Belleville HOA continues fighting solar panels despite new Illinois law

FOX Files

BELLEVILLE, Ill. – A Belleville family thought they’d won their fight to keep their solar panels. Their homeowner’s association ordered them removed, but then a new Illinois law offered them more protection. It hasn’t stopped the HOA, however, from going after the homeowners.

The Basslers live in a homeowner’s association in Belleville called The Orchards. Their HOA rules say solar panels are permissible in the back of their home, facing the golf course, but not ok in the front, facing the street.

Jennifer Bassler told us last month, she thought her family was protected by a state law that says an HOA cannot prohibit the panels.

“I know it’s something a lot of people in just this neighborhood are interested in,” she said.

Neighbor Frank Wallace agreed, saying, “I’ve spoken to many, many people who live here and we’re not against solar.”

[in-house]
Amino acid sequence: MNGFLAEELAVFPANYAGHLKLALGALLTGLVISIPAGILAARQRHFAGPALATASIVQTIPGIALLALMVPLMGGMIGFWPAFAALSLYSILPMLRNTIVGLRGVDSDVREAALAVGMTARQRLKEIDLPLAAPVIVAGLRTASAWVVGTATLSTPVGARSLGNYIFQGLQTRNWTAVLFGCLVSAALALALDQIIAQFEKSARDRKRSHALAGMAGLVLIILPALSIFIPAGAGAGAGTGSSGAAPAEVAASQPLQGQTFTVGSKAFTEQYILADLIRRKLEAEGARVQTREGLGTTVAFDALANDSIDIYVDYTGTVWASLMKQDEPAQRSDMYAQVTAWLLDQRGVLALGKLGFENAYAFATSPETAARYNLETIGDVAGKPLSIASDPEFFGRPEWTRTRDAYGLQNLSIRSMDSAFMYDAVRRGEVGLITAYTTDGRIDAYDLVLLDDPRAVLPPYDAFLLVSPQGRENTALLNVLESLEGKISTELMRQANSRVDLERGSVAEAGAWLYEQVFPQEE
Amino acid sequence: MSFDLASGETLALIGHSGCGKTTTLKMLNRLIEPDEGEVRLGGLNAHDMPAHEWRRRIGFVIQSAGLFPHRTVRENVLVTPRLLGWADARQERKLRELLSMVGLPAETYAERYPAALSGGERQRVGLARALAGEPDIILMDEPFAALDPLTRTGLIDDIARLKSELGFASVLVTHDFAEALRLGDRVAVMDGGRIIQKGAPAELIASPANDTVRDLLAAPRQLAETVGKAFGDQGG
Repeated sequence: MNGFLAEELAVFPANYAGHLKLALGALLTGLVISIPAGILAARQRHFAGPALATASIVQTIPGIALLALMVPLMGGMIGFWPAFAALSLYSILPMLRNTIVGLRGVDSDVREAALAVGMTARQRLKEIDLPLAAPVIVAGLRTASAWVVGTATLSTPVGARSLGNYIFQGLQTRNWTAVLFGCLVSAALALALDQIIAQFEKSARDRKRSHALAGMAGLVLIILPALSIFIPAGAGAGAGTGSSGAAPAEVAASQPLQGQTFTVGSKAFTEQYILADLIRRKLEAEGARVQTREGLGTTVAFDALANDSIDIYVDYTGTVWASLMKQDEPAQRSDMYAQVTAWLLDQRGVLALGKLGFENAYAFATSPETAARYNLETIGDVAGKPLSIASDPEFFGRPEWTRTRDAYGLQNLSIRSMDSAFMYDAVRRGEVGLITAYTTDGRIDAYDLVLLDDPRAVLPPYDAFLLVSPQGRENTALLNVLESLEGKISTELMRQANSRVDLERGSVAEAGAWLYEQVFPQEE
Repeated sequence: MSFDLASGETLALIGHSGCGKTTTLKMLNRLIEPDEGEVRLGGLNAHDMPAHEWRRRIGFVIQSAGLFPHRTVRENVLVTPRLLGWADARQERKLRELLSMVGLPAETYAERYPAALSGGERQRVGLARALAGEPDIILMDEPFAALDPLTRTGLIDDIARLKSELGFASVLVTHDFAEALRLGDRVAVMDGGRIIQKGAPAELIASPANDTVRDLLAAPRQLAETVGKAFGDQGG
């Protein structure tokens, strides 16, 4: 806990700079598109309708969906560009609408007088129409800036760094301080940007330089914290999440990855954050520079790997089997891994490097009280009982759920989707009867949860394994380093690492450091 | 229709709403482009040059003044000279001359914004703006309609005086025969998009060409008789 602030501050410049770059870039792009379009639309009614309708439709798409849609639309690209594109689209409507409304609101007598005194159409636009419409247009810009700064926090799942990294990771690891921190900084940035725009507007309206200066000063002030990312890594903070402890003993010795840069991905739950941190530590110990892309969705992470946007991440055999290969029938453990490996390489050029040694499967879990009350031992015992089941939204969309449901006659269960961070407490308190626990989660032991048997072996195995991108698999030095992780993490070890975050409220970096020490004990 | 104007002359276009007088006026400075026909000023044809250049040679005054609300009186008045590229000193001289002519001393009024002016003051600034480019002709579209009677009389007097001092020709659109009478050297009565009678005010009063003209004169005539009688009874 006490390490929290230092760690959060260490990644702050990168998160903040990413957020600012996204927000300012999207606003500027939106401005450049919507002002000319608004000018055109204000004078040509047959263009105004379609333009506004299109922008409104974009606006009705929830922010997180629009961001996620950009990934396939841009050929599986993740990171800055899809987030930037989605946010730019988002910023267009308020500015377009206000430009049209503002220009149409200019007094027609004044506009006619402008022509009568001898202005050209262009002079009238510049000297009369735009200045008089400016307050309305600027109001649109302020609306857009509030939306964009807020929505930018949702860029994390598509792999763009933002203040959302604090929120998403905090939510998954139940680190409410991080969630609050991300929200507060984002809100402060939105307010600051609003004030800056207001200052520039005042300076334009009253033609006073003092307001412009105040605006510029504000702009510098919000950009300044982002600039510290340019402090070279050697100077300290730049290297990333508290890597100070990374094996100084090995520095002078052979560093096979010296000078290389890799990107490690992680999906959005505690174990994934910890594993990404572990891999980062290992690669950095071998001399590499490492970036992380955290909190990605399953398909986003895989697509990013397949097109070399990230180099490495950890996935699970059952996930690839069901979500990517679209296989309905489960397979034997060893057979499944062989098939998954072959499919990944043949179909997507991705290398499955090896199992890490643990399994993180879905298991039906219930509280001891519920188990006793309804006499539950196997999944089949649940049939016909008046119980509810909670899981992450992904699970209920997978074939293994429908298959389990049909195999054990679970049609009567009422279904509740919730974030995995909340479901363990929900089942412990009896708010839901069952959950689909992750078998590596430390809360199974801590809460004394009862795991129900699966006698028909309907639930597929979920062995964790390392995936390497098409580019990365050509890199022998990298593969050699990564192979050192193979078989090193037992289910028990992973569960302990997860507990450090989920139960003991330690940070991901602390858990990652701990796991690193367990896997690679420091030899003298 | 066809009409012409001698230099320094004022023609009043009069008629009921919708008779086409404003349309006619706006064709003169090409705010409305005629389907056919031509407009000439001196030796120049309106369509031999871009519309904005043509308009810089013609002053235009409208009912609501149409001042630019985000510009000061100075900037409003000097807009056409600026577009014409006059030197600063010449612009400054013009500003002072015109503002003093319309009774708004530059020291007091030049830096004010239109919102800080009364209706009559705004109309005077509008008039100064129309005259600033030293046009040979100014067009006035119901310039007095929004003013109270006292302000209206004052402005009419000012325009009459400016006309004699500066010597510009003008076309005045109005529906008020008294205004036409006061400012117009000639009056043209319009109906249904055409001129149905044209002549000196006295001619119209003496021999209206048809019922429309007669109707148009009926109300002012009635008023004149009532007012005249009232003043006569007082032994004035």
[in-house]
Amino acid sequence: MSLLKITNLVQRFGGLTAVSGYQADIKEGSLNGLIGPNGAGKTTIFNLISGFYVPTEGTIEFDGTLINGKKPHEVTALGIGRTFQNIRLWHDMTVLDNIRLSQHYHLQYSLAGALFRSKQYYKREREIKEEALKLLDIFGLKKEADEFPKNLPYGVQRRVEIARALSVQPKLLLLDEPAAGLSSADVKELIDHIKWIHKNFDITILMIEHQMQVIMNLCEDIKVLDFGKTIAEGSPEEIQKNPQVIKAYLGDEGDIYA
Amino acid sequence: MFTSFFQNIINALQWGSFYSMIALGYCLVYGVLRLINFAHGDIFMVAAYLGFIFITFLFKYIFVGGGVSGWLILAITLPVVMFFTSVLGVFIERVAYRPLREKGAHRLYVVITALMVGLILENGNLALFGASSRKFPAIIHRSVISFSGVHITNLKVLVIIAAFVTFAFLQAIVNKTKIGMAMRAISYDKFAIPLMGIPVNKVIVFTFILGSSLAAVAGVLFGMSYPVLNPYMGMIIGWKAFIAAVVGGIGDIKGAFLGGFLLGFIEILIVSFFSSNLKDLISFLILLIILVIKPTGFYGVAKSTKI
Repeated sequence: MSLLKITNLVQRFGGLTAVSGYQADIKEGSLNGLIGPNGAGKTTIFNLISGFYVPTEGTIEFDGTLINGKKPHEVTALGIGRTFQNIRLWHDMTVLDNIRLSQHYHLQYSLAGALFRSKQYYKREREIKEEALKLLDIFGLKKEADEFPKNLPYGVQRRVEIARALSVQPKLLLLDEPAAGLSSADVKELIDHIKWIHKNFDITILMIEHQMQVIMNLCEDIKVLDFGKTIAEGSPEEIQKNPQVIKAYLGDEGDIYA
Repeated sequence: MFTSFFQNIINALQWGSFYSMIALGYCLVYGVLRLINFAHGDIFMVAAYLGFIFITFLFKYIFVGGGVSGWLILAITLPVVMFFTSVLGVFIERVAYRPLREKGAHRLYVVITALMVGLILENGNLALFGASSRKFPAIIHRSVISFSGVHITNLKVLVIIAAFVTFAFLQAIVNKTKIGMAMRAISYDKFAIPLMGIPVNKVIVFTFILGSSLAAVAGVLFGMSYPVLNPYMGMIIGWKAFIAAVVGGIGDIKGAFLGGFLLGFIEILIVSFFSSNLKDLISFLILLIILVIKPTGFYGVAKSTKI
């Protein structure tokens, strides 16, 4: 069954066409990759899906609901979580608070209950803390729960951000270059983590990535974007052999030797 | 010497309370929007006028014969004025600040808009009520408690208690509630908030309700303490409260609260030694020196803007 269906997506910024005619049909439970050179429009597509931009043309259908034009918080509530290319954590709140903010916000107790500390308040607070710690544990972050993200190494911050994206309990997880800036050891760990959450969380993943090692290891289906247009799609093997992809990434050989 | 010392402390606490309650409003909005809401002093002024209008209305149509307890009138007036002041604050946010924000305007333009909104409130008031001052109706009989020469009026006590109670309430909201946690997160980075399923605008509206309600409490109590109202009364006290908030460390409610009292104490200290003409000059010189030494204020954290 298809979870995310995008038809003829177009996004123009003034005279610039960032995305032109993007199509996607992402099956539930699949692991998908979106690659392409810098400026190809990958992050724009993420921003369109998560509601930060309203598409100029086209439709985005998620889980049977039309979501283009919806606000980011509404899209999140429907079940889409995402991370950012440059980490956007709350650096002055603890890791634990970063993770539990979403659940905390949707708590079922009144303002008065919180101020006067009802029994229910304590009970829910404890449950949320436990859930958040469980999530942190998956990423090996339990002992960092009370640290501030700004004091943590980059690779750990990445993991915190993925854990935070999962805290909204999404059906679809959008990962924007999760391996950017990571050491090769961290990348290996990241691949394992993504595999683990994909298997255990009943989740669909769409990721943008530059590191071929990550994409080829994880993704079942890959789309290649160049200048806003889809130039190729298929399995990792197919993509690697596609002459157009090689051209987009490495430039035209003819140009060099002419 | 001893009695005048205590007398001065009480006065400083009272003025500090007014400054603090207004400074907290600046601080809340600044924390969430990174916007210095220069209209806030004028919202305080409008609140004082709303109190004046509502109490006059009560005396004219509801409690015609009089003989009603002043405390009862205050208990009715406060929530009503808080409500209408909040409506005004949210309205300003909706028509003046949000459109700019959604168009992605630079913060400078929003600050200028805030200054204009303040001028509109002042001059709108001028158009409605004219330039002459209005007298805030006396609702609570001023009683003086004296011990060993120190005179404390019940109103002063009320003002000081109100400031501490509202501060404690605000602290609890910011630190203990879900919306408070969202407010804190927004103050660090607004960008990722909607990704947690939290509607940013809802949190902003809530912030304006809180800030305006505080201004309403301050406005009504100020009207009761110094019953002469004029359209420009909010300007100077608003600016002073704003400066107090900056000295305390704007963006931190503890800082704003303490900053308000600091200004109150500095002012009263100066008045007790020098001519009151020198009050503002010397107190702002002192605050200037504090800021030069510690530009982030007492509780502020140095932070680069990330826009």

Illinois State Rep Dan Didech saw our July Fox Files report and said, “Unfortunately, it was a familiar story because I’ve heard from other families in Illinois who wanted to install solar panels on their property, but faced unreasonable resistance from homeowner’s associations. That’s why I introduced House Bill 644.”

It was signed by Governor J.B. Pritzker last week. The law is effective immediately and it strengthens a homeowner’s rights to have solar panels, over objections of their HOA.

Didech added, “We want people like the Basslers to feel welcome in Illinois. We want more people to follow in their footsteps and help us get even more solar energy in Illinois.”

Yet the Orchards HOA has not backed down, continuing to sue the Basslers to remove the front roof solar panels.

EFS Energy’s Paul McKnight installed the solar panels.

“There was a very similar fight with satellite dishes and things like that and eventually, you know, laws were passed that allowed people to put satellite dishes and things like that on their roofs because they wanted them and it’s the same thing with solar panels now,” he said. “They’re not the big, crazy things sticking up from the roof. They’re flush to the roof; we hide all the conduit.”

The homeowner’s association refused to discuss this with FOX 2, relying solely on its court filings. The HOA insists the front roof solar panels must come down. Both sides return to a St. Clair County courtroom at the end of this month.

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